Yesterday, I mentioned that the Mediterranean diet has been linked to a reduced risk of developing peripheral artery disease. The diet prominently features vegetables, nuts, olives, grains and fish, but little red meat. Even though nuts are high in fat calories, study after study has shown that eating nuts is good for you. Snacking on nuts has a positive impact on hunger, for example, helping people stick to a weight-loss diet.
The fats in nuts are monounsaturated. Those are the heart-healthy kinds of fats found in most fat-containing plant foods. The information I discussed yesterday was gleaned from the PREDIMED study, a longterm study conducted in Spain. It’s been supplying a wealth of information about the Mediterranean diet and its effects on health.
Here’s another interesting finding from the study: People who eat nuts three times per week or more are less likely to die from heart disease—or cancer—than people who do not eat nuts! Nut eaters overall had a much lower risk of dying from these diseases than non-nut eaters (about 39%). People who ate walnuts regularly enjoyed an even bigger benefit: A 45% lower risk of death during the study period than non-nut eaters.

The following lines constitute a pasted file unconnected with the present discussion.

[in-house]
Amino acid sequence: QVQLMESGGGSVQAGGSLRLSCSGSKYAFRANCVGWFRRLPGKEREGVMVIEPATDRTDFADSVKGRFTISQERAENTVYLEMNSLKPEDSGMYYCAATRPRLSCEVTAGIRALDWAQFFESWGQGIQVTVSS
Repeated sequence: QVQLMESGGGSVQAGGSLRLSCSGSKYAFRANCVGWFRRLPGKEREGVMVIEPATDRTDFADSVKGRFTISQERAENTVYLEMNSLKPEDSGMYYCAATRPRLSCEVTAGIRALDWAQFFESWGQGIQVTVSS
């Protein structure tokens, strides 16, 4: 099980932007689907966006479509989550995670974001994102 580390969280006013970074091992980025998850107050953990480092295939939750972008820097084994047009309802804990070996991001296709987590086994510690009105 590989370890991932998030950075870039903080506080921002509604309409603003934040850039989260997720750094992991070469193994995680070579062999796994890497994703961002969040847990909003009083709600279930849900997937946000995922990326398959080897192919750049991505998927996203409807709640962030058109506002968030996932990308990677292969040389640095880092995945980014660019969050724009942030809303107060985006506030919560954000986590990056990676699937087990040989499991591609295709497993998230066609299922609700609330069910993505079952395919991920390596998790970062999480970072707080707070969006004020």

Researchers are not entirely sure why nuts—and walnuts in particular—are so beneficial. But they note that nuts are rich in fiber, minerals, monounsaturated fats, antioxidants, and in the case of walnuts, the omega-3 fatty acid, alpha-linoleic acid. Omega-3 fatty acids are essential nutrients with anti-inflammatory effects in the body. By definition, we must have these nutrients to thrive, but can’t make them. So they must be obtained through the diet. Clearly, it’s time to embrace nuts, if you haven’t already.
Marta Guasch-Ferré, Mònica Bulló, Miguel Ángel Martínez-González, Emilio Ros, Dolores Corella, Ramon Estruch, Montserrat Fitó, Fernando Arós, Julia Wärnberg, Miquel Fiol, José Lapetra, Ernest Vinyoles, Rosa Lamuela-Raventós, Lluís Serra-Majem, Xavier Pintó, Valentina Ruiz-Gutierrez, Josep Basora and Jordi Salas-Salvado. Frequency of nut consumption and mortality risk in the PREDIMED nutrition intervention trial. BMC Medicine, 2013; 11: 164 DOI: 10.1186/1741-7015-11-164